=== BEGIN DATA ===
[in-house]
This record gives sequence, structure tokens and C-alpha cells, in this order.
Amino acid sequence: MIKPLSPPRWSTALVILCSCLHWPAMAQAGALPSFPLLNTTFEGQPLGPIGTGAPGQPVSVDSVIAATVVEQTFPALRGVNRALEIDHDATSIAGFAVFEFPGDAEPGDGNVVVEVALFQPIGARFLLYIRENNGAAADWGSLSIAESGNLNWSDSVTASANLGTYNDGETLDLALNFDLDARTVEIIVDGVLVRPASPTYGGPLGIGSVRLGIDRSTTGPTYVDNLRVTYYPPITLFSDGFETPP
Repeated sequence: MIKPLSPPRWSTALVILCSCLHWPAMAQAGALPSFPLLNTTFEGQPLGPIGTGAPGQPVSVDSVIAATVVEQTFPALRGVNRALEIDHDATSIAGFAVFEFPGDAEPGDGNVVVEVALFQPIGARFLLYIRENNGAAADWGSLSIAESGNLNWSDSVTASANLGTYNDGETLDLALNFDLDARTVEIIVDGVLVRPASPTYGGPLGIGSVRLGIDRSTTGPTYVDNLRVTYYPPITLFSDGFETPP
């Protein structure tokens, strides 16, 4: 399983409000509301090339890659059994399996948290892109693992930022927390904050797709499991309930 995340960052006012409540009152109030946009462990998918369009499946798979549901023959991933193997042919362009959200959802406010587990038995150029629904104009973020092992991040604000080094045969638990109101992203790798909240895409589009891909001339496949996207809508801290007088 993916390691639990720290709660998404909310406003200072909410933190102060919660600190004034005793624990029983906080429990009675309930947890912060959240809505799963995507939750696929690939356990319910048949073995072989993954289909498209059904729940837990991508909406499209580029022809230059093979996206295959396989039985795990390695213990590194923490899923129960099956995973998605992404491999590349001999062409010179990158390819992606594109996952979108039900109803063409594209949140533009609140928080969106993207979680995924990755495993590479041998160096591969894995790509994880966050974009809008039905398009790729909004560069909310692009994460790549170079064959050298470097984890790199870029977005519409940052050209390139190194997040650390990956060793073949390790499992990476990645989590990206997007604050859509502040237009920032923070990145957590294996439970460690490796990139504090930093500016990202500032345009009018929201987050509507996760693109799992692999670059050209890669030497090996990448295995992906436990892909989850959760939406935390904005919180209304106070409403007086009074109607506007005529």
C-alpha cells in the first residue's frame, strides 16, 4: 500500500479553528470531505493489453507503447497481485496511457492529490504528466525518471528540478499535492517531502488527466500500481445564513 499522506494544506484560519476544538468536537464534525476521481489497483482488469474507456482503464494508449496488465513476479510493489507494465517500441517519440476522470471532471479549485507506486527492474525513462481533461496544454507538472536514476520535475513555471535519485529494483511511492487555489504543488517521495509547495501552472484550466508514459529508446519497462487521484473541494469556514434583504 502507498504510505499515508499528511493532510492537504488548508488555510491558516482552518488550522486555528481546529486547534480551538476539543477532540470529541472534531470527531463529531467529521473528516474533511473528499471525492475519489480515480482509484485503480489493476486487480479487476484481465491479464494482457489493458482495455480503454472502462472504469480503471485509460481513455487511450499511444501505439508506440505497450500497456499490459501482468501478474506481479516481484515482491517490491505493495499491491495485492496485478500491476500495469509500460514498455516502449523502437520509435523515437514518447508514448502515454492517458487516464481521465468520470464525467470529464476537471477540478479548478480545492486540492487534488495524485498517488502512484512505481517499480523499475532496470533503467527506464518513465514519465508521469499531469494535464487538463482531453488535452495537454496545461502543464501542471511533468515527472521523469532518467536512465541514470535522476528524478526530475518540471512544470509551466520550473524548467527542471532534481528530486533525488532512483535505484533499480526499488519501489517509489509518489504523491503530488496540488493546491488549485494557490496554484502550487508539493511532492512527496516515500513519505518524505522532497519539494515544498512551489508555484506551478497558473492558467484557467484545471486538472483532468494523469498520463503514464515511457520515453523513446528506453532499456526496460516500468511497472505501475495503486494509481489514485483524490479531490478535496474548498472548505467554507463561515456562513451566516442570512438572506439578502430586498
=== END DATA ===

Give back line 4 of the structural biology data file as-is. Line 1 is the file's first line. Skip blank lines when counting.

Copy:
Repeated sequence: MIKPLSPPRWSTALVILCSCLHWPAMAQAGALPSFPLLNTTFEGQPLGPIGTGAPGQPVSVDSVIAATVVEQTFPALRGVNRALEIDHDATSIAGFAVFEFPGDAEPGDGNVVVEVALFQPIGARFLLYIRENNGAAADWGSLSIAESGNLNWSDSVTASANLGTYNDGETLDLALNFDLDARTVEIIVDGVLVRPASPTYGGPLGIGSVRLGIDRSTTGPTYVDNLRVTYYPPITLFSDGFETPP